However, Chapter 7 affects your secured debt differently. Although it can relieve you of your personal liability for the debt, it does not affect your creditor’s right to retake the collateral. Because of this fact, if you would like to keep the collateral in Chapter 7, it is necessary to stay current on the payments. However, if you do not want the collateral, Chapter 7 can protect you from being sued for the deficiency.
If you file Chapter 13, on the other hand, both debt types become part of the repayment plan. Under the plan, you repay your debts in monthly installments over three to five years. However, the plan only requires you to pay your unsecured creditors the amount they would have received in Chapter 7. Since most unsecured creditors receive nothing in Chapter 7, you do not need to fully repay most unsecured debts in Chapter 13. Because of this fact, most unsecured debts end up discharged after only pennies on the dollar (if even that much) are paid towards them.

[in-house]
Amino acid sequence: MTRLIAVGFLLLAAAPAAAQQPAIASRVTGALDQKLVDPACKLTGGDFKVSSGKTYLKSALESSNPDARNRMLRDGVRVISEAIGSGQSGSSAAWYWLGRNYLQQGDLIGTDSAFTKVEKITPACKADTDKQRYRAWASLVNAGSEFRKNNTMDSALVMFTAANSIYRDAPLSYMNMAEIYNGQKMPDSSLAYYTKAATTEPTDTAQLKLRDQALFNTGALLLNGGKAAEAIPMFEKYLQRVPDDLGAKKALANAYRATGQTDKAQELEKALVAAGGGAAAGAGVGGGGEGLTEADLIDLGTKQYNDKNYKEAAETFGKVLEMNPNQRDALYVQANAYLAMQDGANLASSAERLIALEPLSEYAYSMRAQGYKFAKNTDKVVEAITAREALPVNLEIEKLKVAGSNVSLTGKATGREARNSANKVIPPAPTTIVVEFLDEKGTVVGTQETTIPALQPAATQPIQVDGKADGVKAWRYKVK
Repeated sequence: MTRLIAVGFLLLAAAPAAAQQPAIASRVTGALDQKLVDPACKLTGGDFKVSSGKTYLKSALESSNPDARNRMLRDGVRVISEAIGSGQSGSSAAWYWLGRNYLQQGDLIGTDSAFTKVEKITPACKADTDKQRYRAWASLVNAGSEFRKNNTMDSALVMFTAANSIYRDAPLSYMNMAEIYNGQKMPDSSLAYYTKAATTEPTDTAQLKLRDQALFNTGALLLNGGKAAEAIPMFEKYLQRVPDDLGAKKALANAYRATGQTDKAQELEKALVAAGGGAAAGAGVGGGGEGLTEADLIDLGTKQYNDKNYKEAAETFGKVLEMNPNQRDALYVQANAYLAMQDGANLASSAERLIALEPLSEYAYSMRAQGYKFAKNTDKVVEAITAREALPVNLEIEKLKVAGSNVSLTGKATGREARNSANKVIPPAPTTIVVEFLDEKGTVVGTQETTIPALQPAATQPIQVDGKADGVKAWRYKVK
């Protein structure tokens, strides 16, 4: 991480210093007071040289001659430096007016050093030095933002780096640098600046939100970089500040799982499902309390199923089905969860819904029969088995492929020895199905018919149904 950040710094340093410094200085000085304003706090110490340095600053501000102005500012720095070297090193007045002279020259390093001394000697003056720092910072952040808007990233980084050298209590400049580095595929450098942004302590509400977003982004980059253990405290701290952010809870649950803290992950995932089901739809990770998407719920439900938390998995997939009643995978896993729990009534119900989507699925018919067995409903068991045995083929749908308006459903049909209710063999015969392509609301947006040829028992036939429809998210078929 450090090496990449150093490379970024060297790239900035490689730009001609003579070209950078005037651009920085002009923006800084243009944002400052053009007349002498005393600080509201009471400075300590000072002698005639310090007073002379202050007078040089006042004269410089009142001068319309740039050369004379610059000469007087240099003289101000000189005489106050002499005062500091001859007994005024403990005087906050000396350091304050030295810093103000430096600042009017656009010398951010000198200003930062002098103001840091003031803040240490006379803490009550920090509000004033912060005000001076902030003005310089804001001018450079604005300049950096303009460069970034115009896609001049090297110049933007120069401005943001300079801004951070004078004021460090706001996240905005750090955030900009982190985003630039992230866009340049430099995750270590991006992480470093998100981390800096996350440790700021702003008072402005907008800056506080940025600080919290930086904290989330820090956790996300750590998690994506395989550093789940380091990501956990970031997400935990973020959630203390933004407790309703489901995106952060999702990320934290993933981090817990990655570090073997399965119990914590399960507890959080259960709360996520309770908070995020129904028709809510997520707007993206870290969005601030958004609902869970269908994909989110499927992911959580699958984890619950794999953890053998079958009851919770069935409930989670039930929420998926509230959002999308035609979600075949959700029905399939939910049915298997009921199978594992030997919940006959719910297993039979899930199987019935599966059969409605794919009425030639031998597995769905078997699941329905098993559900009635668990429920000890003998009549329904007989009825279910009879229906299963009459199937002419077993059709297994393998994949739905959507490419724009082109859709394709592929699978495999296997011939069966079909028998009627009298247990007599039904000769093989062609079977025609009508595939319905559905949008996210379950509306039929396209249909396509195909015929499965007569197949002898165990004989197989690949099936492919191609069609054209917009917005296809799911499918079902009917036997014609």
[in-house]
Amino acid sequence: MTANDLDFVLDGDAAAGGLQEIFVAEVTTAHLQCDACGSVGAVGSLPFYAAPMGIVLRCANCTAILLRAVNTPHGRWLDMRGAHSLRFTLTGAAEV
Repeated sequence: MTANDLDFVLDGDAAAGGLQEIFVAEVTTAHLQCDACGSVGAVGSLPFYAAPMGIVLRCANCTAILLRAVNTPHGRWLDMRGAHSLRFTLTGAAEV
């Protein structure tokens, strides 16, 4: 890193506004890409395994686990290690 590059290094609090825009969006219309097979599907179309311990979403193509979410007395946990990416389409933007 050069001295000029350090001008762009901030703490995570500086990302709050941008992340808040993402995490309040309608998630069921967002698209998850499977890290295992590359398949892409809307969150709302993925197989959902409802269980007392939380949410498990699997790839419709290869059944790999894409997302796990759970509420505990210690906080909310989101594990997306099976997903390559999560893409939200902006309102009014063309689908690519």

With regard to secured debt, Chapter 13 can give you the help you require to become current. Filing Chapter 13 does not discharge your secured debt. However, it does give you three to five years to catch up on your secured debts. While you are making payments, you can keep the collateral. Also, your creditors may not repossess the collateral during this time. When Chapter 13 ends, you are current on your secured debts and resume making your regular payments toward them, assuming that you have not paid them off by this time.
Although these rules may seem simple, in reality there are many exceptions. If you are struggling with debt, you are well advised to consult with an experienced bankruptcy attorney. The attorneys at Minnillo Law Group Co., LPA can give you a detailed analysis of how bankruptcy would affect your unique situation and offer guidance on how to proceed.